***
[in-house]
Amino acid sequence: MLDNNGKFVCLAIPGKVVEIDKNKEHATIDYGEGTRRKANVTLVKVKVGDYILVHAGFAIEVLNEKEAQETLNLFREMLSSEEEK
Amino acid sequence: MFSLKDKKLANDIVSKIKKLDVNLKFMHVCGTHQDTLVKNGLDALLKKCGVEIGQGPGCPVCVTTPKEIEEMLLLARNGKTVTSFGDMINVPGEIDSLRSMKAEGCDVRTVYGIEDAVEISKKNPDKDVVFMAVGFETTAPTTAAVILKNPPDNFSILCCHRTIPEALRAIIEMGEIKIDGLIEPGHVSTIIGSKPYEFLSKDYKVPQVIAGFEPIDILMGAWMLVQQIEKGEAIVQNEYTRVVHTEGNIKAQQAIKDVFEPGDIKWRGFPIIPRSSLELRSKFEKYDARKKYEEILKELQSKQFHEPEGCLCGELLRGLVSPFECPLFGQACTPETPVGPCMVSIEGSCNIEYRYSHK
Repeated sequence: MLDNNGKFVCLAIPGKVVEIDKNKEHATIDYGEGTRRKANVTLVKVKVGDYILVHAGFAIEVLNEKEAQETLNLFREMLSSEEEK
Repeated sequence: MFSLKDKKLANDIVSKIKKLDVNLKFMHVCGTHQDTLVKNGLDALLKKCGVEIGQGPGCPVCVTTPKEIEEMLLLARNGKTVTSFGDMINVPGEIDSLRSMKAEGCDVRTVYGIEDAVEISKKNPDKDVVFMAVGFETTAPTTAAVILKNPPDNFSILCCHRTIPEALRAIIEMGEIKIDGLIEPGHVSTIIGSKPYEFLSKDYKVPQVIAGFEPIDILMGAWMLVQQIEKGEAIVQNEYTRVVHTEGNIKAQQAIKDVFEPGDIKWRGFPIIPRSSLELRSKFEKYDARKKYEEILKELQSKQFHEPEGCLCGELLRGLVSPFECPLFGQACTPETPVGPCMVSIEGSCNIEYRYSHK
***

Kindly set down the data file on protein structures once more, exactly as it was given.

[in-house]
Amino acid sequence: MLDNNGKFVCLAIPGKVVEIDKNKEHATIDYGEGTRRKANVTLVKVKVGDYILVHAGFAIEVLNEKEAQETLNLFREMLSSEEEK
Amino acid sequence: MFSLKDKKLANDIVSKIKKLDVNLKFMHVCGTHQDTLVKNGLDALLKKCGVEIGQGPGCPVCVTTPKEIEEMLLLARNGKTVTSFGDMINVPGEIDSLRSMKAEGCDVRTVYGIEDAVEISKKNPDKDVVFMAVGFETTAPTTAAVILKNPPDNFSILCCHRTIPEALRAIIEMGEIKIDGLIEPGHVSTIIGSKPYEFLSKDYKVPQVIAGFEPIDILMGAWMLVQQIEKGEAIVQNEYTRVVHTEGNIKAQQAIKDVFEPGDIKWRGFPIIPRSSLELRSKFEKYDARKKYEEILKELQSKQFHEPEGCLCGELLRGLVSPFECPLFGQACTPETPVGPCMVSIEGSCNIEYRYSHK
Repeated sequence: MLDNNGKFVCLAIPGKVVEIDKNKEHATIDYGEGTRRKANVTLVKVKVGDYILVHAGFAIEVLNEKEAQETLNLFREMLSSEEEK
Repeated sequence: MFSLKDKKLANDIVSKIKKLDVNLKFMHVCGTHQDTLVKNGLDALLKKCGVEIGQGPGCPVCVTTPKEIEEMLLLARNGKTVTSFGDMINVPGEIDSLRSMKAEGCDVRTVYGIEDAVEISKKNPDKDVVFMAVGFETTAPTTAAVILKNPPDNFSILCCHRTIPEALRAIIEMGEIKIDGLIEPGHVSTIIGSKPYEFLSKDYKVPQVIAGFEPIDILMGAWMLVQQIEKGEAIVQNEYTRVVHTEGNIKAQQAIKDVFEPGDIKWRGFPIIPRSSLELRSKFEKYDARKKYEEILKELQSKQFHEPEGCLCGELLRGLVSPFECPLFGQACTPETPVGPCMVSIEGSCNIEYRYSHK